Microsoft is apparently killing the Zune once and for all, according to a report out of Bloomberg earlier this week. As another tech product reaches the end of it’s lifetime, it can be fun to look back at what all the experts had to say about the original model and whether or not anything has changed, really.
In a post on his personal blog made the day before Microsoft Zune was released in to the world, Chris indicated boldly that he would not be purchasing a Zune.
A year later, he gave a breakdown of the differences between the iPod (classic) and the Zune using his experience with his Zune as an example. At this time, the iPhone had already been released and both of these products were quickly becoming obsolete. He remarked that the larger screen was a plus as well as the FM tuner, which was added to some iPod models in future generations, but the most useful benefit to the Zune was access to a subscription service.
He noted in his blog that it’s lack of cross-platform support, podcast management, questionable battery life, and overall lack of anything “new” were clear downsides to the device.
Leo’s impressions of the Microsoft Zune became a viral sensation in the tech community, even reaching a top 10 spot on Digg. His impressions were simply that it lacked the core features that made the iPod a success. His statement that the cut of the purchase price the music industry received was an indication that the release of the Zune marked, “The day the music died” served as a bold opening to his 3-minute rant about how terrible the device truly was.
Ryan Block (Engadget)
Ryan’s comments about the Zune were pretty straightforward. The software installation process was far from flawless, battery life was lackluster, there was a lack of Mac support, and the Zune felt bulky and heavy compared to the current model iPod. The positives he noted in his review include a bigger screen, a comfortable soft finish, and a simple interface.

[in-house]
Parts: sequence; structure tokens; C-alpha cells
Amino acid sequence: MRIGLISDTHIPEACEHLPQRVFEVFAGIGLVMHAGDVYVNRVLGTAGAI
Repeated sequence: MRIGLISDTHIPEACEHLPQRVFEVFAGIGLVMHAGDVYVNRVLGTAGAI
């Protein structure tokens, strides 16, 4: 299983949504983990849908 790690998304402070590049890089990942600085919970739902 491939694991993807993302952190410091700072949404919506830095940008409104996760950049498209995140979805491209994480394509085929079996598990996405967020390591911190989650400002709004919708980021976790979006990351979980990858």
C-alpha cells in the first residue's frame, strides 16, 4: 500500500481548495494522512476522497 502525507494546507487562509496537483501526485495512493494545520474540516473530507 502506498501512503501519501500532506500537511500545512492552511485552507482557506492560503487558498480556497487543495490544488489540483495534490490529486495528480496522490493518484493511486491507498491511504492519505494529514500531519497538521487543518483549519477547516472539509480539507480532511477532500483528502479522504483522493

His review on Engadget ended with the prediction that the Zune was not enough to topple the iPod from it’s position as king of all portable media players. Five years later, his prediction has been proven accurate.
Overall, it would appear that the general response from tech enthusiasts and pundits at the time were that the Zune itself was too little, too late. While the device certainly exceeded expectations by grabbing a 9% market share the first month of release, its rapid decline shortly after and lackluster sales for the past five years have done little to encourage confidence in the Zune brand.
Did Microsoft pay attention to what their customers and reviews thought? Changes to the device over time would indicate that their attention was on trying to be something more like the iPod and less about what made it unique. Whether or not spending more time concentrating on these defining features would have made a difference in this product’s success is a mystery we will sadly never uncover.
What started as a fresh take on the idea of portable media, featuring concepts like subscription-based music and a more social way to think about your portable media player has ended up another footnote in the history of tech.
Bloomberg – Microsoft Is Said to Stop Releasing New Models of the Zune
Chris Pirillo – I’m Not Buying a Zune
Chris Pirillo – Zune: Good and Bad
Chris Pirillo – Apple iPod vs Microsoft Zune
Engadget – Installing the Zune…Sucked
Engadget – Zune Review